Saturday, January 31, 2004

  Lest the weary and faithful visitors think that I have abandoned this pursuit for good, here's a fresh installment of serendipities, discovered near and far.

At Yossi Milo, Loretta Lux, many a blogger's favorite, presents a show of increasingly creepy and consistently mum children's portraits. It follows December's exhibit of new and noteworthy imagery by Simen Johan, whose earlier work reflected a preoccupation with disturbed tots. Perhaps Lux too will soon branch out and engage other subject matter.

In the window of the Jewish Museum, the poster with Guillermo Kahlo's photograph of the young Frida Kahlo, discussed on these pages earlier, has been replaced by Lotte Jacobi's photograph of Lotte Lenya. Beginning next week, the museum launches a large exhibition of Jacobi's work, of which regrettably few images are to be found online.

Also next week, the nearby Museum of the City of New York will commence a substantial photographic exhibition by many of the medium's heavyweights - "Magnum's New Yorkers". A curator-led tour of it is scheduled for Saturday, the 7th, and a discussion with Bruce Davidson and Susan Meiselas for the 14th.

Diane Arbus' understandably acclaimed photography is the focus of two extensive exhibits on both coasts. At NYU's Grey Art Gallery is Diane Arbus: Family Albums, while Diane Arbus Revelations can be seen at SFMOMA.

"Northern Parula Warbler, Male, Flying," Great Spruce Head Island, Maine, 1968.
Eliot Porter.

On view at the Portland Museum of Art through March 21st is Eliot Porter: The Color of Wildness. Porter's unassuming and unflinching work remains enigmatically unparalleled. Images in this exhibition come from the collection of the Amon Carter Museum in Texas, whose website contains an immense and honorably reproduced for the web collection of Porter's work, full of marvelous, marvelous stuff.

"Shad Bushes," Mount Washington, Massachusetts, 1961. Eliot Porter.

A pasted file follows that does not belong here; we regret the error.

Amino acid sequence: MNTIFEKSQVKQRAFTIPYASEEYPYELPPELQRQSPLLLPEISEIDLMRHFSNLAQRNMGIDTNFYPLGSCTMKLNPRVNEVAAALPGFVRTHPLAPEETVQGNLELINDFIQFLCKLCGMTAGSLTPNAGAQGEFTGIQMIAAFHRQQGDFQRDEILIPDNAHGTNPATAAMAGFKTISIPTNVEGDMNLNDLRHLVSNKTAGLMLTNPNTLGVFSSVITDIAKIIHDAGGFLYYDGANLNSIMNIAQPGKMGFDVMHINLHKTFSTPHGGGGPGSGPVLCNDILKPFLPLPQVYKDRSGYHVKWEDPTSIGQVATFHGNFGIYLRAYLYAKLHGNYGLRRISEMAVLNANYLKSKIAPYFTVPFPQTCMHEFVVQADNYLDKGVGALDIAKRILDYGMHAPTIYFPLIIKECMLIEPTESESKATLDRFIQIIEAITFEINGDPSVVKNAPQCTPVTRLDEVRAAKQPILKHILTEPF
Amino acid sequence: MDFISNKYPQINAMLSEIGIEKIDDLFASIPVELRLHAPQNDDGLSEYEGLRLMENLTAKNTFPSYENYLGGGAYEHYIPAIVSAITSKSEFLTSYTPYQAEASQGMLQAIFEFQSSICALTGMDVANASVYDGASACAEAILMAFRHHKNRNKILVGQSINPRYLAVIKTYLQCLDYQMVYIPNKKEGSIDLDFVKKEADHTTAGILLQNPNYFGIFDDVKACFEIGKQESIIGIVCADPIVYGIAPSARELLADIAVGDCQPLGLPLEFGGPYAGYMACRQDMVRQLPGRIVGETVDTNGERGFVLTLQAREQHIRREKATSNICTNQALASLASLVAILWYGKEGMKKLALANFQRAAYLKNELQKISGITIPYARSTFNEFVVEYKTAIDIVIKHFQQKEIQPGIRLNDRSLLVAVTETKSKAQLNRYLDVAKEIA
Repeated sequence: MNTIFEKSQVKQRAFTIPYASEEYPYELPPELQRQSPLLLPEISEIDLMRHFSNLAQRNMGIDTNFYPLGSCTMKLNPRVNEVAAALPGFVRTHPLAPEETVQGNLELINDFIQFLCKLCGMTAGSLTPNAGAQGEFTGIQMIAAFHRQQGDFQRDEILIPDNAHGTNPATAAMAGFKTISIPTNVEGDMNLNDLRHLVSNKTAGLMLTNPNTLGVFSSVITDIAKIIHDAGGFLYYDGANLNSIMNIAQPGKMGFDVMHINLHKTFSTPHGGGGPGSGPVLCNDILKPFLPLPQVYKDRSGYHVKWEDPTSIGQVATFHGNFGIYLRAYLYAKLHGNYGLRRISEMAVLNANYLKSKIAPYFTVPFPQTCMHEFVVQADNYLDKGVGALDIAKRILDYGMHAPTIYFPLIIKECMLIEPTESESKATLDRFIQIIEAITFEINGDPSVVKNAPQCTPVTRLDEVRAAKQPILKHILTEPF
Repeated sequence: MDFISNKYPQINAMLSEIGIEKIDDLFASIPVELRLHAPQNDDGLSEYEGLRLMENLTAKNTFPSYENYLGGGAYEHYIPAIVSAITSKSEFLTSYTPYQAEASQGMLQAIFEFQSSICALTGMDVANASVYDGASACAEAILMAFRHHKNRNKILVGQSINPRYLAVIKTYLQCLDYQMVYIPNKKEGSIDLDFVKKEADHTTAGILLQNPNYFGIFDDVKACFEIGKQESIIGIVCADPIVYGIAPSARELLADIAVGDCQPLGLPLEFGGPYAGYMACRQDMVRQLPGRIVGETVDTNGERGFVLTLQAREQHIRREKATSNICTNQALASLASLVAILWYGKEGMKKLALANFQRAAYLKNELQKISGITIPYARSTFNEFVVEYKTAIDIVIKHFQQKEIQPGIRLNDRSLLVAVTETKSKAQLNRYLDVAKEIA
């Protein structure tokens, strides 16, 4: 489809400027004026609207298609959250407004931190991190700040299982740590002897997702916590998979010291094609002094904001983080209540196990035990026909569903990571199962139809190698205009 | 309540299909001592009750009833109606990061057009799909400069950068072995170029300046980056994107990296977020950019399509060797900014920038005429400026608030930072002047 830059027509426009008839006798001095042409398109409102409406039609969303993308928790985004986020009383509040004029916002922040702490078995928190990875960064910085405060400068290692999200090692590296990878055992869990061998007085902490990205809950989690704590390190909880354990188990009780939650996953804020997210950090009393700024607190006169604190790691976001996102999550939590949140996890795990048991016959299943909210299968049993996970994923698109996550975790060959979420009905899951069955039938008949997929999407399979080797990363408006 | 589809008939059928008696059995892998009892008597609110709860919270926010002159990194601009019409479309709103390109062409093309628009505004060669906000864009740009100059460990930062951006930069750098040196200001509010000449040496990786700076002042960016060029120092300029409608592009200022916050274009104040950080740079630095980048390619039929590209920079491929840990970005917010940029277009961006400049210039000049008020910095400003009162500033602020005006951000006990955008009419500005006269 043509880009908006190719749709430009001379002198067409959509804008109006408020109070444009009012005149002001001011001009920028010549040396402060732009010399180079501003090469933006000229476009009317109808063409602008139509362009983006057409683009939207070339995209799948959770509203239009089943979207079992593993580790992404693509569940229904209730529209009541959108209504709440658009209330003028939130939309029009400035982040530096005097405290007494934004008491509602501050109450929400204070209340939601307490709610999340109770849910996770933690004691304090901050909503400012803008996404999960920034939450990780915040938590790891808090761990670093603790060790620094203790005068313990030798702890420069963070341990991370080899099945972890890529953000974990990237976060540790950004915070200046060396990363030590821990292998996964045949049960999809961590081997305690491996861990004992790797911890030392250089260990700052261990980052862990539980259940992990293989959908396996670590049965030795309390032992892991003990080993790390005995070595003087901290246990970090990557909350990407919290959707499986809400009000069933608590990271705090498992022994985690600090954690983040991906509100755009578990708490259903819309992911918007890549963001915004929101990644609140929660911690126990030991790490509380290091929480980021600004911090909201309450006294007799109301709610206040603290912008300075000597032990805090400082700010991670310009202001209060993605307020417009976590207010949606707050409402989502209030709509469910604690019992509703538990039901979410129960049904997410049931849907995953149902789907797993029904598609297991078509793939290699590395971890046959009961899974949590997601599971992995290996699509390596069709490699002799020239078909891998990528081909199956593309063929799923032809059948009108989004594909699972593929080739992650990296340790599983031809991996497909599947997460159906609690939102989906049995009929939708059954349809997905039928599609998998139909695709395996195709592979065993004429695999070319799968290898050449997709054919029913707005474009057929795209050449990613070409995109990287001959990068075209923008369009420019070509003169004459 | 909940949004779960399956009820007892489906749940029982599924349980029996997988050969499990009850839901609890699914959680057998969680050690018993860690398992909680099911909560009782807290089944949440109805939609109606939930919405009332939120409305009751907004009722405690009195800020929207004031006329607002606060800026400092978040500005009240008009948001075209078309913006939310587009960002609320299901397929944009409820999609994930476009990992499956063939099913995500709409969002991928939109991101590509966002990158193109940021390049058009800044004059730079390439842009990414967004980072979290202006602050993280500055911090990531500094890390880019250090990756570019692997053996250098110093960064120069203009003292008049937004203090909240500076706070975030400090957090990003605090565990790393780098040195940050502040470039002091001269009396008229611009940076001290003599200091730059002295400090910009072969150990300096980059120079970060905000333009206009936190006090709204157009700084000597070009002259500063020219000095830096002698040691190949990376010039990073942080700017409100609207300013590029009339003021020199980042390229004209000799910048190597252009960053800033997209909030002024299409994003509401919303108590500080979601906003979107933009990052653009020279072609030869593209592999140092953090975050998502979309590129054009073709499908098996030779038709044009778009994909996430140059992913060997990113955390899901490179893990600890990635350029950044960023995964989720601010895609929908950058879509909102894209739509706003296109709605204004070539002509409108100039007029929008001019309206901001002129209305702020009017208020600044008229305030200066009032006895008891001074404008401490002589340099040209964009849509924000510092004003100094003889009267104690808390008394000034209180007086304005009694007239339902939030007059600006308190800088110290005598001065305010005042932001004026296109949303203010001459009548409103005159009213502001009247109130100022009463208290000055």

Over at Santa Fe's Andrew Smith Gallery are the Antarctica photographs of Joan Myers. The color images -- grand, glorious, bathed in a quiet bronze light -- outshine the B&W specimens, for the most part.

If I were closer to Arizona, I would pay frequent visits to the Lisa Sette Gallery. Kevin Sloan's opulent canvases just finished a run on display there, and Alain Clement's photogenic drawings are up next.

Lumina Gallery in San Diego is presenting Burton Pritzker's Artifacts Series.

Other miscellaneous finds for the day include a hodgepodge of a collection at Tepper Takayama Fine Arts. A couple of my favorites include two of Kunihiro Shinohara's photographs.

Also worth checking out is an online presentation by the Victoria and Albert Museum -- Exploring Photography. Eclectic and tasteful, it is rather delightful and enlightening.

Cyanotype. Anna Atkins and Anne Dixon.

And on the coming attractions circuit is the intriguing "Ocean Flowers: Impressions from Nature in the Victorian Era", to run from June through August at the Yale Center for British Art. The exhibit will be devoted to examples of "nature printing" by Henry Bradbury, Anna Atkins' cyanotypes, William Henry Fox Talbot's photogenic drawings and other botany-inspired products of early photography.

Until next time!..

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